American Buddhists have always blended current science with the Dharma teachings of different Asian schools to create our unique and individualistic Dharma. We certainly have a string of teachers. Olcott may have been the first, but the American lineage right now includes roshis like poet and activist Gary Snyder, Geshe Joanna Macy and her systematic cybernetic shastras, EcoDharma Sister Joan Halifax, Tantra Teacher Miranda Shaw and the entire neurotheology movement at the Harvard Divinity School.
Each of these teachers and works are individualistic, synthetic, universalistic, and media friendly. Each has taken from many teachers, each is basically Buddhist, and each is completely sincere. We even have a lineage of American Buddhist yogis, anarchists like Lum, our poets and wanderers like Jack Kerouac, and our fiery virtual vajra sister Laurie Anderson. There are many more.
We needn't feel so new, either. Starting with our first Sri Lankan missionary activity, American Buddhism predates the Sokka Gakkai, the Kyoto School, and is older than some of the Tibetan Dzog-Chen lineages. It's a fact that the 5th Dzog-Chen Rinpoche was alive and well in 1935, which means his particular monastery, featured in Sogyal Rinpoche's recent works, couldn't be older than some large American corporations.
In the last decades of the twentieth century, as multiple Asian lineages expanded their teachings to the West, the Westernized East has been taking to heart the American style of mindfulness. In the broadly based, activist, ecological Buddhist trends that are now forcing the Asian Buddhist establishment to change in every country, we are witnessing the result of the seeds we planted with the synthesis we started 115 years ago. As Asian monks and leaders move into the mainstream and encounter the new world of Buddhism, the occasional scandal, and more than occasional debates are bound to occur. Still, this is a movement that will change the face of Asian Dharma, and we had a part in it. Thomas Tweed's classification still holds at the end of the twentieth century. Neo-esoterics are with us, reminding us that all the great masters attained their powers in prescribed ways, and that we must practice, sit, and chant for serenity, fortitude and insight. Some neo-Romantics build beautiful Zen temples or stupas, preserving and maintaining a rich cultural archive. Others organize to free Tibet, filled with visions of meditating monks, wise lamas, and Himalayan peaks. Some chant only in Tibetan, Japanese, or Pali, or wear the robes of Eastern priests, comfortable in oriental traditions and preserve the past of another people in another time. They remind us in their individuality how many roots a tree can have, all supporting the same trunk. Each was, after all, the only style of Buddhism that a people had ever known. In their consistency, they provide a refuge for anyone disenchanted or disheartened with the American cultural style.
Perhaps the fastest growing community of American Buddhists would be the Neo-rationalists. The reason they are growing is that this group alone can lay claim to the American Buddhist lineage and be proud of a type of Buddhism only a bunch of Americans would have come up with. As those who left their practice or became disillusioned by the Dharma because they could not be Asian realize there is a real American Dharma, there will be many more. In the neo-rationalist digital Buddhist world, as we connect up in closer and closer contact with data Dharma brothers and sisters on the Internet, we begin to see something independent arising. While those seeking peace or power turn inwards and others immerse in foreign cultures, American CyberBuddhists are going online and checking it out world-wide. What do we find in Thailand? What sort of Buddhists Are the leading thinkers in Malaysia? They are all preaching the active, involved, universal, engaged, autonomous Dharma of the fine old American lineage. They are all political, active, networking, and media friendly.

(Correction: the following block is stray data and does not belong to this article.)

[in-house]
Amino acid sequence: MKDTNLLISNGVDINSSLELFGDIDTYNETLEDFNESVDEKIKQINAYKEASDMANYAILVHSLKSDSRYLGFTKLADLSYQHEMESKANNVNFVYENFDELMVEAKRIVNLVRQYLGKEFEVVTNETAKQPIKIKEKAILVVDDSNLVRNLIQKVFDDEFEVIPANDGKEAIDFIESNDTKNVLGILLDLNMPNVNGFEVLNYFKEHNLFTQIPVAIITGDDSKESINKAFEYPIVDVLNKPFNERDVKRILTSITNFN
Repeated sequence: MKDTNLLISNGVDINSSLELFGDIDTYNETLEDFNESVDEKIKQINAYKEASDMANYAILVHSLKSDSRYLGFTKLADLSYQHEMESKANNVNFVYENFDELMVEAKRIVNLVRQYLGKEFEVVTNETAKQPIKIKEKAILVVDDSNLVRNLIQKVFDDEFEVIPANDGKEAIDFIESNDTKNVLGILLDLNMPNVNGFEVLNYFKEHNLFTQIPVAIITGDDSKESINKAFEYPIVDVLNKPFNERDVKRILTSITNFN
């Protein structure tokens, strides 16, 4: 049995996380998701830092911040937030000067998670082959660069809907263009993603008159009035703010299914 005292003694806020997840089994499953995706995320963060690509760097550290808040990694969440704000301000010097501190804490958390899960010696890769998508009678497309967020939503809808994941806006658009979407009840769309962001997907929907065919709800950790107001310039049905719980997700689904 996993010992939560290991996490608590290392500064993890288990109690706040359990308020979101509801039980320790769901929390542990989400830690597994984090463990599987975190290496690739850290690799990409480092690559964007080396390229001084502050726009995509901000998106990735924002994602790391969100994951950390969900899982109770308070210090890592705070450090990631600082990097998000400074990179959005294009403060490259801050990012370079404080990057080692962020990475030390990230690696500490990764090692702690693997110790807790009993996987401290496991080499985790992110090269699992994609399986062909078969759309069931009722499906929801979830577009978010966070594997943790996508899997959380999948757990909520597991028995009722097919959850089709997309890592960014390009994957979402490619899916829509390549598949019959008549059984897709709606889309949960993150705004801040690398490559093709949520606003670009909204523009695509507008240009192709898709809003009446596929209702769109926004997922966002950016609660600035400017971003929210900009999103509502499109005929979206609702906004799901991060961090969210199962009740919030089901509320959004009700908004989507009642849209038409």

"They seemed very set on the idea that small was beautiful," recounts Queen, "I often found myself the only Westerner in the group trying to convince them that big wasn't always bad." It's clear that American Buddhists have a job of convincing to do. The Dharma was and always will be systematic, but it was the U.S. Army that brought water to the Rwandans, not any Asian charity. These are the sorts of powerful systems that are now more than ever open to direction towards humanitarian causes. As the threat of global conflict recedes, the threat of global cooperation rears its head, which tends to frighten those wedded to a culture. Hopefully, good minded women and men will be able to use their minds and their hearts to use these powerful systems, to engage them, network them, and direct them for the benefit of all sentient beings.
There is one traditional lineage these days that is prepared to take wisdom to the max, effort to the extreme, and compassion to the world. American Buddhism is young, but it is strong, and as Thais squabble as to how to save their forests, as disenchanted Japanese are lured into strange cults and Koreans become swooning Pentacostals by the millions, we American Buddhists have something for the world that just might help. Heck, we've been doing this sort of thing since our revolution back in 1776. We communicate, we disseminate, and we activate.
This is our Dana, the gift we started exporting over a century ago. It's internetworking, it's universalistic, it's synthetic and it's engaged. It never was Asian, it's our own Victorian- Protestant-Mystic-Spencerian-Yankee-Doodle-Dharma and it has lit a light in Asia we can all be proud of. Yo, Asian Dharma dudes! We be with you!
Copyright © 1996 CyberSangha: The Buddhist Alternative Journal